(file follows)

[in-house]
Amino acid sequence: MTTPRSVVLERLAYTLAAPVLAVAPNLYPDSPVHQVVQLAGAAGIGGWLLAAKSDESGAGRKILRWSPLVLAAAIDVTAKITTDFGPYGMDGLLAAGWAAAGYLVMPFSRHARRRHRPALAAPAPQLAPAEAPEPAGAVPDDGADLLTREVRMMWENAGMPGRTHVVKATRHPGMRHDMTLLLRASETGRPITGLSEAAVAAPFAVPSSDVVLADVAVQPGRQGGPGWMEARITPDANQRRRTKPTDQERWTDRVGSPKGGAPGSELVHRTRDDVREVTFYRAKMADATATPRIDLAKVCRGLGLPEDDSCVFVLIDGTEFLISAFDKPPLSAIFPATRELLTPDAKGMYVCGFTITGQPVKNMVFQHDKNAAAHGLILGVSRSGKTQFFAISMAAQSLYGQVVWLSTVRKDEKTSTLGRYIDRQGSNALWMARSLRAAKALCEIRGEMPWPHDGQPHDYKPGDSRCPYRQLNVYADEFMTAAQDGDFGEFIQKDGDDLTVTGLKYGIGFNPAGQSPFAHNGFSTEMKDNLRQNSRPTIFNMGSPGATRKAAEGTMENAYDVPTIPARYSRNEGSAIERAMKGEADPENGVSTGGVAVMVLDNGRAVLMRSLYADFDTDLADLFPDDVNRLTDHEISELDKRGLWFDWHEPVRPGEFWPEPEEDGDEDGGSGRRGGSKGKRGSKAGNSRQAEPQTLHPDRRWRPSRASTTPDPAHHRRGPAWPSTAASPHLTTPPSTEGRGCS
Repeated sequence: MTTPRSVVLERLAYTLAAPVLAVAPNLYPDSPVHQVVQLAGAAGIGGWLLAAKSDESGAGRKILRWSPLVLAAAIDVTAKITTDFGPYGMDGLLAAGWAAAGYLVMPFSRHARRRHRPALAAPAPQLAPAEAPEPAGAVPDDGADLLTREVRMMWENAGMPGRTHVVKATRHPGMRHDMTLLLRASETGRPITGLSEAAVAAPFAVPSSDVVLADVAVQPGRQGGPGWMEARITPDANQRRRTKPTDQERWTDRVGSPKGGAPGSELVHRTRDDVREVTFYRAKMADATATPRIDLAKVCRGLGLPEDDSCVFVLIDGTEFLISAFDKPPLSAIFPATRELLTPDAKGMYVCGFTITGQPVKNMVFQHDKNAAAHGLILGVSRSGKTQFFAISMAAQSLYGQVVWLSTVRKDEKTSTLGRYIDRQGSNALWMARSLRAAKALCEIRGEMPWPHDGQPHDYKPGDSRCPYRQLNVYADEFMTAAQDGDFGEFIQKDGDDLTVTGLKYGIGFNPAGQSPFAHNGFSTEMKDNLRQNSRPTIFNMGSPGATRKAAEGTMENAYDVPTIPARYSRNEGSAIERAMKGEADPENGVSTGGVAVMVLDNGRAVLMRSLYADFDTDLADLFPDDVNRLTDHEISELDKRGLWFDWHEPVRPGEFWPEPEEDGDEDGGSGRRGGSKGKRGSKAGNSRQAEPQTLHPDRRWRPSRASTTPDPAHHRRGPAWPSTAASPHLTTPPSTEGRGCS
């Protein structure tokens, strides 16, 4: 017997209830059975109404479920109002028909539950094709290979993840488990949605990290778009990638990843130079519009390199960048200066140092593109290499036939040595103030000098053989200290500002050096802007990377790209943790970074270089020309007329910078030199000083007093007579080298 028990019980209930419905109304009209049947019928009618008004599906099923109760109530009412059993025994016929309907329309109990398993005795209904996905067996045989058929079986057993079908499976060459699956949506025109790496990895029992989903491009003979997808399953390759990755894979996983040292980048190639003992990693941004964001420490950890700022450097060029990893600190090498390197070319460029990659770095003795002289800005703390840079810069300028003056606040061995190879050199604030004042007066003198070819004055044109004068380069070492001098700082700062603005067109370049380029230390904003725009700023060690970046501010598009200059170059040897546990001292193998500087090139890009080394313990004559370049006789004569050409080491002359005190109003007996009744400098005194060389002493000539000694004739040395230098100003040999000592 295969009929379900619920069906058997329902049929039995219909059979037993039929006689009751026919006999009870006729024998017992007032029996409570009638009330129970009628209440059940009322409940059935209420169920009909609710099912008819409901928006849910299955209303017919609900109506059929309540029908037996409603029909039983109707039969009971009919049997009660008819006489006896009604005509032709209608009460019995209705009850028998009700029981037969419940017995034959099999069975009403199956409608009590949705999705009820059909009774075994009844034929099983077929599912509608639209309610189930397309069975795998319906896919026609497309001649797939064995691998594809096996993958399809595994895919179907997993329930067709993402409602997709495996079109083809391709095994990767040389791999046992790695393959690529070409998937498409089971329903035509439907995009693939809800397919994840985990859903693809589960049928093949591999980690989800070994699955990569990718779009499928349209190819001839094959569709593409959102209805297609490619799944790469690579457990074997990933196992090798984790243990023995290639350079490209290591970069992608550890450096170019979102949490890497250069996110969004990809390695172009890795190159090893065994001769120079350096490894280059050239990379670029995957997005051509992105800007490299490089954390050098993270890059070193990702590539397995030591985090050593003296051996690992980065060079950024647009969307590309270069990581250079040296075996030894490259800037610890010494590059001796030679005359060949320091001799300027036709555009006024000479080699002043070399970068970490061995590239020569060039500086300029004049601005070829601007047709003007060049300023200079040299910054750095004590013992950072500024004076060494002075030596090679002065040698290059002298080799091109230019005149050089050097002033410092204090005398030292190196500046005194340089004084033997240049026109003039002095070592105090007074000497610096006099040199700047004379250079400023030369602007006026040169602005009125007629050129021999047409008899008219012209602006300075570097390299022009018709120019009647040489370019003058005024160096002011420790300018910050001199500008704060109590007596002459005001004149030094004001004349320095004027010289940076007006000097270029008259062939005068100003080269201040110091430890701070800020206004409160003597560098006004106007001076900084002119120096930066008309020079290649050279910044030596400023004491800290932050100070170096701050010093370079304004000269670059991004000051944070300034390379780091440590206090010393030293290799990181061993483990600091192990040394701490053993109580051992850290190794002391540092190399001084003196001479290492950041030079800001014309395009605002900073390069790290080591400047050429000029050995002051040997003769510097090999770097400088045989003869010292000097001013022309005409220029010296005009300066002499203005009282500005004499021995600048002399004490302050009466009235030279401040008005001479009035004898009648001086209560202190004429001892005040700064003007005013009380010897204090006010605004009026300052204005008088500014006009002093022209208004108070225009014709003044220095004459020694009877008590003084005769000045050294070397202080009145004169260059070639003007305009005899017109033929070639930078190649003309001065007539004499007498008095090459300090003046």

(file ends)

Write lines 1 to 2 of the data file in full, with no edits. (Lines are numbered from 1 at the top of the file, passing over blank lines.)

[in-house]
Amino acid sequence: MTTPRSVVLERLAYTLAAPVLAVAPNLYPDSPVHQVVQLAGAAGIGGWLLAAKSDESGAGRKILRWSPLVLAAAIDVTAKITTDFGPYGMDGLLAAGWAAAGYLVMPFSRHARRRHRPALAAPAPQLAPAEAPEPAGAVPDDGADLLTREVRMMWENAGMPGRTHVVKATRHPGMRHDMTLLLRASETGRPITGLSEAAVAAPFAVPSSDVVLADVAVQPGRQGGPGWMEARITPDANQRRRTKPTDQERWTDRVGSPKGGAPGSELVHRTRDDVREVTFYRAKMADATATPRIDLAKVCRGLGLPEDDSCVFVLIDGTEFLISAFDKPPLSAIFPATRELLTPDAKGMYVCGFTITGQPVKNMVFQHDKNAAAHGLILGVSRSGKTQFFAISMAAQSLYGQVVWLSTVRKDEKTSTLGRYIDRQGSNALWMARSLRAAKALCEIRGEMPWPHDGQPHDYKPGDSRCPYRQLNVYADEFMTAAQDGDFGEFIQKDGDDLTVTGLKYGIGFNPAGQSPFAHNGFSTEMKDNLRQNSRPTIFNMGSPGATRKAAEGTMENAYDVPTIPARYSRNEGSAIERAMKGEADPENGVSTGGVAVMVLDNGRAVLMRSLYADFDTDLADLFPDDVNRLTDHEISELDKRGLWFDWHEPVRPGEFWPEPEEDGDEDGGSGRRGGSKGKRGSKAGNSRQAEPQTLHPDRRWRPSRASTTPDPAHHRRGPAWPSTAASPHLTTPPSTEGRGCS